Table 4 Pearson’s correlation coefficients (r) and levels of significance (p) for the correlations between the cover percentage and age, years of experience, and number of dives.

Aim 2: what influenced the respondents’ YBP and cover percentage baselines?

To assess what influenced the respondents’ YBP and cover percentage baselines of the Florida Keys bank coral reef tract, each expert was asked what ‘informed his or her baseline’. Forty-six of 54 respondents responded (Fig. 2). The majority of the respondents indicated that they derived their baselines from the time when published data first became available. Many of the interviewees cited Dustan’s early study of the Carysfort Reef (1977), indicating that this was the earliest time at which a baseline could be derived. If baselines were shifting based on the age or experience, one might expect personal observations to have the most influence on the respondents. However, the respondents indicated that they looked beyond their personal experience to establish baselines.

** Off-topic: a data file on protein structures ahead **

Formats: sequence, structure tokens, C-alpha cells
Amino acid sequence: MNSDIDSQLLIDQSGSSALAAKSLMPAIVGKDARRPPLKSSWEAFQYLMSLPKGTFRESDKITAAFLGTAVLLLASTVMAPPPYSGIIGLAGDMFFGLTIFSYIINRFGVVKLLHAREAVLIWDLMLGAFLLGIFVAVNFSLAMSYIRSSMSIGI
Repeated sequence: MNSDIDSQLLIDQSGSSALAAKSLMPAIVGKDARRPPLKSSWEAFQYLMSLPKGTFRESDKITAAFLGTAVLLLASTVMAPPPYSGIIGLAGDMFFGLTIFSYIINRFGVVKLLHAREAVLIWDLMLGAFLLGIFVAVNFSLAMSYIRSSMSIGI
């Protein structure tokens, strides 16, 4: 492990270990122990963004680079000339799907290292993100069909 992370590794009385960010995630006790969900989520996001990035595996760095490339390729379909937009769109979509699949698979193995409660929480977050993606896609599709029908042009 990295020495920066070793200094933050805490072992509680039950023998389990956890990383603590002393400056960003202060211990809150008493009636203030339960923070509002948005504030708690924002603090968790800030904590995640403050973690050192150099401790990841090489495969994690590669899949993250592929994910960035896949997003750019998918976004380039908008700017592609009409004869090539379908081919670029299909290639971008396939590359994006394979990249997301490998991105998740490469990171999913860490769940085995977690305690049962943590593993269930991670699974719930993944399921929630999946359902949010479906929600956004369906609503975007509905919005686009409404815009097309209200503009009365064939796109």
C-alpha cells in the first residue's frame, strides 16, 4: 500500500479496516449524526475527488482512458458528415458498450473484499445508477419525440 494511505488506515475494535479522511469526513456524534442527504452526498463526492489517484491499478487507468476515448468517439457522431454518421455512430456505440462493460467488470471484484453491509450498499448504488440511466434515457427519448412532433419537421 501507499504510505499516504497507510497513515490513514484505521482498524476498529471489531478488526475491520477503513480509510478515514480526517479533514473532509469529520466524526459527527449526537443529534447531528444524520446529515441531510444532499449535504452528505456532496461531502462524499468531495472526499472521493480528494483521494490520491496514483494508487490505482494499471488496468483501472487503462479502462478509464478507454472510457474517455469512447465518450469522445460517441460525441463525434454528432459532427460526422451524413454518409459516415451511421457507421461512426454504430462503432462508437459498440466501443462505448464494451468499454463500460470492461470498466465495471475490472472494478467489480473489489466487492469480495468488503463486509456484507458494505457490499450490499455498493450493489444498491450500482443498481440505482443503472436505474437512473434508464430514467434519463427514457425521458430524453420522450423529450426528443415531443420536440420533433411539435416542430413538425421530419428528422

Fig. 2: Reported factors respondents used to determine their personal baselines.
figure 2

Responses to the question on how the respondents established their baselines for Years Before Present and cover percentage baselines (n = 46).

Aim 3: evaluating if the respondents have witnessed an Acropora sp.-dominated reef in the Florida Keys

Each respondent was asked if they had witnessed an Acropora sp.-dominated reef in the Florida Keys. Forty respondents (74%) indicated that they had witnessed an Acropora sp. -dominated reef. Ten of the 14 respondents indicating that they had not witnessed an Acropora sp.-dominated reef were under 40 years of age. This is logical because younger scientists would not have been alive or of age to experience the reef before its significant decline. The average age of the respondents who had not experienced an Acropora sp.-dominated reef was 43 years, while the average age of respondents who had witnessed an Acropora sp.-dominated reef was 61. Seventy percent of the respondents younger than 40 years old had not witnessed an Acropora sp.-dominant reef in the Florida Keys. Ninety-six percent of the respondents over the age of 60 (26 individuals) had witnessed an Acropora sp.-dominated reef. This indicates that the respondents’ experiences of the reef differ depending on their age, although there is no evidence that the baselines shift depending on the age.